Paula Long is no novice when it comes to enterprise storage. In 2001, she co-founded EqualLogic, a storage-area network vendor that Dell bought for $1.4 billion in 2008, and now she’s back in the saddle with a new stealth-mode startup called DataGravity. She’s also not sold on the viability of the flash storage market, which might already be reeling after Violin Memory’s subpar IPO on Friday and a couple others in the works.
Long shared her opinions on flash, cloud computing, software-defined networking and more our Structure Show podcast this week. If you’re into smart commentary about what storage technology is and should be, you’ll definitely want to listen to the whole thing (download options are at the end of this post). But here are the highlights.
CIOS, spend your money wisely
Long acknowledged that today’s flash storage systems are very fast and efficient, but the problem from her perspective is that most applications simply don’t need that type of performance. Right now, VDI might require flash, as might an OLTP system doing 1 million transactions a minute.
“If you need to go zero to 60 in 2 seconds, flash is probably a great way to get there,” Long explained. “If you don’t need to go in 2 seconds, it’s probably an expensive solution for what you need. Storage has never been one-size-fits-all and it never will be.”
She also advised against buying into the pitches from certain flash storage vendors that they’re now price-competitive with disk, something that would make flash look like a good investment even if you don’t need the Ferrari-like performance. “Basically what they’re saying,” she said, “is, ‘If you have the perfect dedupe ratio and the perfect app, it gets close.'”
Flash vendors, look to the future
Assuming IT buyers don’t rush to buy flash systems, Long questions how much of the small addressable market any given flash vendor can realistically hope to capture. EMC, HP, NetApp, Cisco and IBM are all selling flash arrays alongside disk-based systems, which means flash startups could have their work cut out to carve out significant businesses.
Long said the biggest opportunity for flash might actually come two generations down the line, when applications should be able to address it as memory rather than storage. “That’s when it gets really cool,” she said, “because the applications you’ll be able to build on that will be something we’re not even imagining yet.”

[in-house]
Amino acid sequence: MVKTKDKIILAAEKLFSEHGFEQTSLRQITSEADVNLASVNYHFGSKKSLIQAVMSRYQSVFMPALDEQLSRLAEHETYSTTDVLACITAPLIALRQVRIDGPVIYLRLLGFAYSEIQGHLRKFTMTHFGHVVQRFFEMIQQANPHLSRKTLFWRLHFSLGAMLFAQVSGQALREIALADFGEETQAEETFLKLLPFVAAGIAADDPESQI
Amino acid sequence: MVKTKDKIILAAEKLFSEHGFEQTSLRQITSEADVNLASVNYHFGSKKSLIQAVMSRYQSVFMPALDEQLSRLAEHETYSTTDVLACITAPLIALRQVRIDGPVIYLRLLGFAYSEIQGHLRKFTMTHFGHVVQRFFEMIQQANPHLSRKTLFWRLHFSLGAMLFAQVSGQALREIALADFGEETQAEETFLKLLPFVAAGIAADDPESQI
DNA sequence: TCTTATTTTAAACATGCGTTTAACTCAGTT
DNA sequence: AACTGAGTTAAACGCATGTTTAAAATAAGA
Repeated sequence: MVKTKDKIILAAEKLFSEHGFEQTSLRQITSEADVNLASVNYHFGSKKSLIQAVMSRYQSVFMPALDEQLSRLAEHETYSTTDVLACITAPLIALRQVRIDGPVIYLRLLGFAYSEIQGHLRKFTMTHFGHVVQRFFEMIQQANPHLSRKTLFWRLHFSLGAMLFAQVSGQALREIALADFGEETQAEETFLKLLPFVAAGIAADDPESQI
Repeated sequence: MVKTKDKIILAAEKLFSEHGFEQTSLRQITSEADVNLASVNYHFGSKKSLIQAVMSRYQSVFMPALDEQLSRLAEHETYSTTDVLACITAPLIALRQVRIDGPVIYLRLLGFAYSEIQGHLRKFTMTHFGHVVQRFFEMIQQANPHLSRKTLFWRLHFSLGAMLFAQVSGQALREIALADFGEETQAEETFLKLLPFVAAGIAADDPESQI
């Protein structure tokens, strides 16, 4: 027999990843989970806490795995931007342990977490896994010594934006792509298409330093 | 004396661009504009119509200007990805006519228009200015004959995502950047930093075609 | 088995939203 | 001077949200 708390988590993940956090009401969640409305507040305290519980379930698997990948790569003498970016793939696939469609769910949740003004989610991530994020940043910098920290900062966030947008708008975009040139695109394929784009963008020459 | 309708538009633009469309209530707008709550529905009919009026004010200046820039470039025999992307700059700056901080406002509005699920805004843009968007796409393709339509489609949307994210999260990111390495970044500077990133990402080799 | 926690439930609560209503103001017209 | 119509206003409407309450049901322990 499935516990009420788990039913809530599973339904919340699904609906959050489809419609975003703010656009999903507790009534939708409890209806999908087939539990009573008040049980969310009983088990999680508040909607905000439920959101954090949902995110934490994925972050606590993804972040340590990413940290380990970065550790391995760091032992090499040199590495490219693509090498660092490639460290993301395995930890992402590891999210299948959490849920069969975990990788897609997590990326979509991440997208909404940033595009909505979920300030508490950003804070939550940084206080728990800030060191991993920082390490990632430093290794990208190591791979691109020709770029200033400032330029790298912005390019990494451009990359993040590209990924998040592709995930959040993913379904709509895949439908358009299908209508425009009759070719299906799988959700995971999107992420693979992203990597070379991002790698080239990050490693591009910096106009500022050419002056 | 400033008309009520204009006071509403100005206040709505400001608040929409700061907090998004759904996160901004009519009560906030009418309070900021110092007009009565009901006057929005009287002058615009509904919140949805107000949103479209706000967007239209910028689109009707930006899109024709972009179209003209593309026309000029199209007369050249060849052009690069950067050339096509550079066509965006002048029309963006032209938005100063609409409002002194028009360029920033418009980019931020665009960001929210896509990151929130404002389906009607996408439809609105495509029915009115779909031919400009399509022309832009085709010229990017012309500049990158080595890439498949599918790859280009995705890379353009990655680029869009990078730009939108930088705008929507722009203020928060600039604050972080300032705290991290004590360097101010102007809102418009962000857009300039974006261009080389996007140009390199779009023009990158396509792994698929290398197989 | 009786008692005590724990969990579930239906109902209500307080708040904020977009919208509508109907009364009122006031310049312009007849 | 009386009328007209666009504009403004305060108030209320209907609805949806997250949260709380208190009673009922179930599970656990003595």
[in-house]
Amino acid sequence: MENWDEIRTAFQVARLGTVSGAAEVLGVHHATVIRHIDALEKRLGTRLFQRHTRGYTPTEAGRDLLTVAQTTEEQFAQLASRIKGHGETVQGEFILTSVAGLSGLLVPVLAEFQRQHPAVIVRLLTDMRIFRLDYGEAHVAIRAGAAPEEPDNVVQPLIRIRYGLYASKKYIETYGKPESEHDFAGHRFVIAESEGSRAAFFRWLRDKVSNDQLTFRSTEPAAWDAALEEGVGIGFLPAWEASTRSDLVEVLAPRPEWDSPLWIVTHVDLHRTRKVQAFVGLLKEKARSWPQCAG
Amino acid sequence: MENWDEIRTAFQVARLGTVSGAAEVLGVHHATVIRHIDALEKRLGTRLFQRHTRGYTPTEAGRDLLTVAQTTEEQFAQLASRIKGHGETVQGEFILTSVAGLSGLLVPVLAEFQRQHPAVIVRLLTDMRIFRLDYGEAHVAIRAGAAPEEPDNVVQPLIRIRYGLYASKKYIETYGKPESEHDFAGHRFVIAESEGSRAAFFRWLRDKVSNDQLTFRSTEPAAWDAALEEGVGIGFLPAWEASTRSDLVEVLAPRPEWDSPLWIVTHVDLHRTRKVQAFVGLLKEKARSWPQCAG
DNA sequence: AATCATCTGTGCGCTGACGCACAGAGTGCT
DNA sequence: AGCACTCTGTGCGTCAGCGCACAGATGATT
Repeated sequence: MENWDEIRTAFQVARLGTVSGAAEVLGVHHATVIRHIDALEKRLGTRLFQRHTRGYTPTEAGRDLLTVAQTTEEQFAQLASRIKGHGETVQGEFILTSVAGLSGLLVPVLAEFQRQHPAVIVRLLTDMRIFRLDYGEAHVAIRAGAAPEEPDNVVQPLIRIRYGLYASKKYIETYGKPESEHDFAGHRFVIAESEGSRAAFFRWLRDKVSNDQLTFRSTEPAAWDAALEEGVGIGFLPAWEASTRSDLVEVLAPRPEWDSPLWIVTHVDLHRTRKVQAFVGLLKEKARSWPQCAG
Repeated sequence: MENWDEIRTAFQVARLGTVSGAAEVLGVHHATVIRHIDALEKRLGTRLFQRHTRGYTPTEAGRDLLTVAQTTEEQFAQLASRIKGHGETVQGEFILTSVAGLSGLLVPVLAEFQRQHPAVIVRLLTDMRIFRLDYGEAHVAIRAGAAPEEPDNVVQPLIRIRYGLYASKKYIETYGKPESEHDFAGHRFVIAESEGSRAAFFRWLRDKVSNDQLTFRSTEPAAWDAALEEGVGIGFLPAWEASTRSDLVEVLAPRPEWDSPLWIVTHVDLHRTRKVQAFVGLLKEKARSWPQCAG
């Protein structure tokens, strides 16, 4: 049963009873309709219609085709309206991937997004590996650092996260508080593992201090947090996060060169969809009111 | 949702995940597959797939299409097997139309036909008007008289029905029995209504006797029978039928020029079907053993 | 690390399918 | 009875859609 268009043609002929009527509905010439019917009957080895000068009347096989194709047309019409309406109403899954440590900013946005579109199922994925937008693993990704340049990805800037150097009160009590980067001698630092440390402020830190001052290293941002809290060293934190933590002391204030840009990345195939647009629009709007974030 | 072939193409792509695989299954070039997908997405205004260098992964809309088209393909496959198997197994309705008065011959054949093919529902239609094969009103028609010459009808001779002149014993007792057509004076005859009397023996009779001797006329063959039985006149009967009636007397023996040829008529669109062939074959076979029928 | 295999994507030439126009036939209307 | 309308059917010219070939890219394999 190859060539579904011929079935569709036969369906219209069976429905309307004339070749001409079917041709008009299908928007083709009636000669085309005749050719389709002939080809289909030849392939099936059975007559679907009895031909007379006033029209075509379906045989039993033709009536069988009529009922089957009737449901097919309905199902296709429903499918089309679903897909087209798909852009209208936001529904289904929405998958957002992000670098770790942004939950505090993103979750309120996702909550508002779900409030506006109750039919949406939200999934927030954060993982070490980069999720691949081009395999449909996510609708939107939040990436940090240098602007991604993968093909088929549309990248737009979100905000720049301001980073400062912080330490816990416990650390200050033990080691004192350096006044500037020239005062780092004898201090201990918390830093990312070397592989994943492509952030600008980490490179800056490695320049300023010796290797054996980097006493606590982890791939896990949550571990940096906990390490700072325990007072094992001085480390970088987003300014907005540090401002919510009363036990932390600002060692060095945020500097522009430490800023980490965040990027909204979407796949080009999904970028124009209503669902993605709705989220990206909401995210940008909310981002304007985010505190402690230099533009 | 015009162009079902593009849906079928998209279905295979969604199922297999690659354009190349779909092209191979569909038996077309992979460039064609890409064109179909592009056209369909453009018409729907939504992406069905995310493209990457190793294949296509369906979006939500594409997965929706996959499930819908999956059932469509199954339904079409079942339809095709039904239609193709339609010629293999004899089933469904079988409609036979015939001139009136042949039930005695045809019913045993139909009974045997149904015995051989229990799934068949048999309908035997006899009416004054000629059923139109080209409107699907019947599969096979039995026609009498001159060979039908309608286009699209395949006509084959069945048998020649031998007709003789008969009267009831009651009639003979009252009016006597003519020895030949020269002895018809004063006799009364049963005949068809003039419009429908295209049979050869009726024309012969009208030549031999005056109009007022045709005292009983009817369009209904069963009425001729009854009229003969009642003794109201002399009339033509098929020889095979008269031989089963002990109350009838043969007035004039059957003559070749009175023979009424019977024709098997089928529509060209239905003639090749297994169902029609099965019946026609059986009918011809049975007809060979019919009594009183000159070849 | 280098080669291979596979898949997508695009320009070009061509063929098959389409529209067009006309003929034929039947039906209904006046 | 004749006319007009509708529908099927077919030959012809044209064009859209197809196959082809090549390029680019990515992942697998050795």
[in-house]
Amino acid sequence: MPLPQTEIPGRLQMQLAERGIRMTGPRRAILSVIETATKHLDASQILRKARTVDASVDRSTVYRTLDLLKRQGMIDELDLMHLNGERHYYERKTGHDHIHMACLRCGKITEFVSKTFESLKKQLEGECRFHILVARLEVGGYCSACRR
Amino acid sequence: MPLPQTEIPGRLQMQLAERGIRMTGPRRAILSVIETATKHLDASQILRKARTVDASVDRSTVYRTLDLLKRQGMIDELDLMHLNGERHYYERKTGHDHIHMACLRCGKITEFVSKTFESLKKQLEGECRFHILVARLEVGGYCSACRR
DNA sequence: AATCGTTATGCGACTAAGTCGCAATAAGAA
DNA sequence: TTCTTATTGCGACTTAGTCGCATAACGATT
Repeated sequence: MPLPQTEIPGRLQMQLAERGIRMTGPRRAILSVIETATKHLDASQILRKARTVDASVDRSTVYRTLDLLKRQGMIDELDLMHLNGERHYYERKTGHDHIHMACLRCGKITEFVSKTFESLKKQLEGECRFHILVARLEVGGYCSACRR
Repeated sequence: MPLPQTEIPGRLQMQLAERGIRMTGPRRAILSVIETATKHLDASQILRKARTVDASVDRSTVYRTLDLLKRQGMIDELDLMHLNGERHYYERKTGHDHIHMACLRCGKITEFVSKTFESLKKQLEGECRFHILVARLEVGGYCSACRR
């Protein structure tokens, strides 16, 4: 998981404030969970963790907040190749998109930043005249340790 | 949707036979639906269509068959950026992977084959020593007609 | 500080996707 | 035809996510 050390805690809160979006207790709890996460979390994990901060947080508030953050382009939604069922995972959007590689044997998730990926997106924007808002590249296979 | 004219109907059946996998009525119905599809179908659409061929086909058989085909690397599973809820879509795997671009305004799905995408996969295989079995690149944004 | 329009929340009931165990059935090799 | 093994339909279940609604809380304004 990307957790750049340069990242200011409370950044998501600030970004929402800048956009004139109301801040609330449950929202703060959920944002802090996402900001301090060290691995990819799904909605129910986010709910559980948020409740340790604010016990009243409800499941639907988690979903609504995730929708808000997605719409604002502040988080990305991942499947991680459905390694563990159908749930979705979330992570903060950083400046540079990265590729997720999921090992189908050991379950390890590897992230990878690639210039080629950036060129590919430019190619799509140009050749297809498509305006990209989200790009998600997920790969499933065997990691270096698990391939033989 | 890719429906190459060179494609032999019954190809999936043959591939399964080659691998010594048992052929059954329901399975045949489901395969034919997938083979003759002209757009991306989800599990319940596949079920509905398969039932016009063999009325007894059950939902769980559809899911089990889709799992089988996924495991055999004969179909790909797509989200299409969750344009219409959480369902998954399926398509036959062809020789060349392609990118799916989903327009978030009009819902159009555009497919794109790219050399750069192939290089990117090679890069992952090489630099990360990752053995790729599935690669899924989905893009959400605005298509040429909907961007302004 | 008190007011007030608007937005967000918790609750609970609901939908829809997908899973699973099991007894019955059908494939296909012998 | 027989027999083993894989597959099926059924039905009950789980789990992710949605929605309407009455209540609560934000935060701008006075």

Standalone cloud storage is a tough sell
Had we spoken with Long a few weeks ago, before the news that cloud-storage pioneer Nirvanix is closing shop, her thoughts on the subject might have seemed prescient. Essentially, she argued, it’s difficult to reap the rewards of standalone cloud storage because users might lose control over the things they’re trying to solve in the first place.
“If you have a child who’s sort of not behaving — you don’t know how to control it and you want to reduce spending — sending it away to boarding school so you don’t have to watch doesn’t mean it’s less expensive, or going to behave any better when it came home,” Long analogized.
If companies are going to move their storage to the cloud, she said, they’ll probably be moving their applications with it. That’s why the software-as-a-service model works so well already. “It’s not where the data lives,” Long said. “It’s where the data and the knowledge that knows how to work on the data lives.”
Goodbye, big boxes
When it comes to how storage of any kind is delivered, Long said she’s pretty confident we’ve seen the end of the big-box era — at least from startups. She thinks 3PAR, which HP acquired for $2.4 billion in 2010, was probably the last one to pull that off.
Here’s what Long had to say when I noted that Oracle is still selling really big boxes: “It would be interesting to know if they’re building very big boxes for their installed base or if they’re building very big boxes that are breaking into new markets. I can’t answer that for you, but I can suspect what the answer would be.”